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Russian cyber spies target NATO countries in new hacking campaign | Science & Tech News

Cyber ​​spies suspected of working for the Russian Foreign Intelligence Service (SVR) are targeting NATO countries in a recent hacking campaign, according to a new industry report.

The hackers use online storage services like Google Drive and Dropbox to prevent detection, said cyber security company Palo Alto.

The hacking attempts included phishing emails with an agenda for an upcoming meeting with an ambassador as a means of happiness, and were sent to various Western and NATO diplomatic missions between May and June of this year.

A Dropbox spokesman told Sky News: “We can confirm that we have been working with our industry partners and investigators on this matter, and have disabled user accounts immediately.”

Palo Alto observed that the attackers are part of the same organization that is to blame the SolarWinds broke in 2020 who gave Russia‘s spies access the networks of at least nine U.S. government agencies.

The success of that espionage operation – which was only discovered when the hackers also decided to steal tools from the American cyber security company Mandiant – caused a significant reaction from the American authorities.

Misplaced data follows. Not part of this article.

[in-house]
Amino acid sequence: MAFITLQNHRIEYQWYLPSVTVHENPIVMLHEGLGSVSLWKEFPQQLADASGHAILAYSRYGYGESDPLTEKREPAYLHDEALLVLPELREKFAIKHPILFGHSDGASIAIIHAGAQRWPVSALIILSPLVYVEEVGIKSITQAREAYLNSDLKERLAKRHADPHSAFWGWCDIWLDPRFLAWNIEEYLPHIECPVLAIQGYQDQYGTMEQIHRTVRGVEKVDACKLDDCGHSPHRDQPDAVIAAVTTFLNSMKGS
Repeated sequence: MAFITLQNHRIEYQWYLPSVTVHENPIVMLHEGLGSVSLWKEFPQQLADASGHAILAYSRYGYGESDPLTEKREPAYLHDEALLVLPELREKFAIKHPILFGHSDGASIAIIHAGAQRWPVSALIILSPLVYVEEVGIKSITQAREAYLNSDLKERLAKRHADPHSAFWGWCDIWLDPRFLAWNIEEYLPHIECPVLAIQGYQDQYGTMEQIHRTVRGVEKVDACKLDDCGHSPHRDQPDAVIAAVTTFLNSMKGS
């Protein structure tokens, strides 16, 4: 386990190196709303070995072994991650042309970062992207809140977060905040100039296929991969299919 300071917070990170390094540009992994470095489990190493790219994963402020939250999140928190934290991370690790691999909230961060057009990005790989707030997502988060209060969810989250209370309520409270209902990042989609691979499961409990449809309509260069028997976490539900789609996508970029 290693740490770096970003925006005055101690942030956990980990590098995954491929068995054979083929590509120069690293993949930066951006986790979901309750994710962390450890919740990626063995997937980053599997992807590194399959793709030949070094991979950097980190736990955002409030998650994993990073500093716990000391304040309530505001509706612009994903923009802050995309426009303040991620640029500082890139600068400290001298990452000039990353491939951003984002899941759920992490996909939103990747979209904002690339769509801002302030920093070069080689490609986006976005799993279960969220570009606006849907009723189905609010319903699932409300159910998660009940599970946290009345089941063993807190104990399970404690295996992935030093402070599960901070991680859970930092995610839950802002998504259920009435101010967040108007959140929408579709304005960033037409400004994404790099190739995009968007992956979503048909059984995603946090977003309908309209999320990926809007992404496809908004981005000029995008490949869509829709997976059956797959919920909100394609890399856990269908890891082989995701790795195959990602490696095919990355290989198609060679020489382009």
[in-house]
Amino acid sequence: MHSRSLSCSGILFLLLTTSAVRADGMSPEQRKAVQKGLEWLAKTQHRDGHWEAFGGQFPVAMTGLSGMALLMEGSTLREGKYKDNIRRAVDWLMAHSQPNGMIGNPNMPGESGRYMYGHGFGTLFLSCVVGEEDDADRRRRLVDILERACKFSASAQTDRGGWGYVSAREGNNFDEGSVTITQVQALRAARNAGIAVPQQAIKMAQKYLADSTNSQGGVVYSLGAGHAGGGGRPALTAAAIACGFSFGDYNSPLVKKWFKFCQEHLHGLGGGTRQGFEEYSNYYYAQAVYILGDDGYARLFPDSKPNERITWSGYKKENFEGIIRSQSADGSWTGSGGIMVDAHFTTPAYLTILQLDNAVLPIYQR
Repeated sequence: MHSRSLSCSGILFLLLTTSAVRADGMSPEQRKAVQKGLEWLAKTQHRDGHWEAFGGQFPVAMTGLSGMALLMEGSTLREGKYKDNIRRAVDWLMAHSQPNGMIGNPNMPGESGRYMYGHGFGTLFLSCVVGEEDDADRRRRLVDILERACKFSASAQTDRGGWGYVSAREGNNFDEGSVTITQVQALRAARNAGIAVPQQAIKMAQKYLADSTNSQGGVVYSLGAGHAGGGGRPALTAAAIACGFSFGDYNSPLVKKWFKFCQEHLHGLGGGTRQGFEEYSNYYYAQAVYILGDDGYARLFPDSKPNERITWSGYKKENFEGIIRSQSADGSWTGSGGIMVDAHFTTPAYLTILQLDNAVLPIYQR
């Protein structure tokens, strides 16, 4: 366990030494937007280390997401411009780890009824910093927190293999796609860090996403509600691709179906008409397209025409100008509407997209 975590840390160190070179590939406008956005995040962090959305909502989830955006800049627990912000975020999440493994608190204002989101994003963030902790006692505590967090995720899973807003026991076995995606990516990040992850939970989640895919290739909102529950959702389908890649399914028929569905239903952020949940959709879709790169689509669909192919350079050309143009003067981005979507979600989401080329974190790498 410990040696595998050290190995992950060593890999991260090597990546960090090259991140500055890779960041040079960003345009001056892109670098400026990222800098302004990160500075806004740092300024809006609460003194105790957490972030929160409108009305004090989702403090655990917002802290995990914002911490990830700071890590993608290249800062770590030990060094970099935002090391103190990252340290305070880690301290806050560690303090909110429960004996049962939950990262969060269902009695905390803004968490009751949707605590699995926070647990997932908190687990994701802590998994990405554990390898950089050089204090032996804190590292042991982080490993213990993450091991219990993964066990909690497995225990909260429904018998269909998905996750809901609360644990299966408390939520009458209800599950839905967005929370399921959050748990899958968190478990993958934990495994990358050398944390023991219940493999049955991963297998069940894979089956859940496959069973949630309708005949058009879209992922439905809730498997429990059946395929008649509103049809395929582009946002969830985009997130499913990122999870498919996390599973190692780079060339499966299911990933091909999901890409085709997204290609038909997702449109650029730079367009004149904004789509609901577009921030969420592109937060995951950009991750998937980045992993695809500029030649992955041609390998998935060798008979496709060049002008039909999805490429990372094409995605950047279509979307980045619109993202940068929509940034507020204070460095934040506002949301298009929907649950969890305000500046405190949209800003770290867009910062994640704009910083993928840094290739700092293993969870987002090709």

It led to the US announcing new sanctions against Russia and its officials, although Russian government spokesmen have repeatedly denied any wrongdoing.

At the moment, Microsoft President Brad Smith called the attack chain attack “the largest and most sophisticated attack the world has ever seen”, although some commentators have criticized this description.

Unlike hacking groups affiliated with the GRU, the Russian military intelligence agency, the SVR is considered to be conducting more covert operations.

The U.S. Cybersecurity Infrastructure Agency said the SVR hackers had demonstrated “patience, operational security, and complex trade” in previous attacks.

When GRU hackers found that they had broken into the Democratic National Committee after the 2016 US election, investigators discovered that the SVR was also present on those networks – and had actually been there for a year.

The two organizations appear to be unaware of each other’s efforts.

Read more: Europe will be ‘much less secure’ if NATO does not express Putin’s forces, warns foreign secretary

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Some of the emails that attracted phishing were from the Portuguese embassy. Photo: Palo Alto

The recent espionage efforts come as the NATO alliance prepares to welcome two new members in response to the Russian invasion of Ukraine.

In June, the alliance confirmed that Sweden and Finland will be formally invited to participate at the same time as announcing a “new strategic concept”.

Introducing a blueprint for threats and challenges, NATO pledged to defend “every inch” of its territory, as it outlined a “deterrent and defensive position” based on a mix of “nuclear, conventional and missile defense capabilities”.

Russian cyber spies target NATO countries in new hacking campaign | Science & Tech News

Source link Russian cyber spies target NATO countries in new hacking campaign | Science & Tech News

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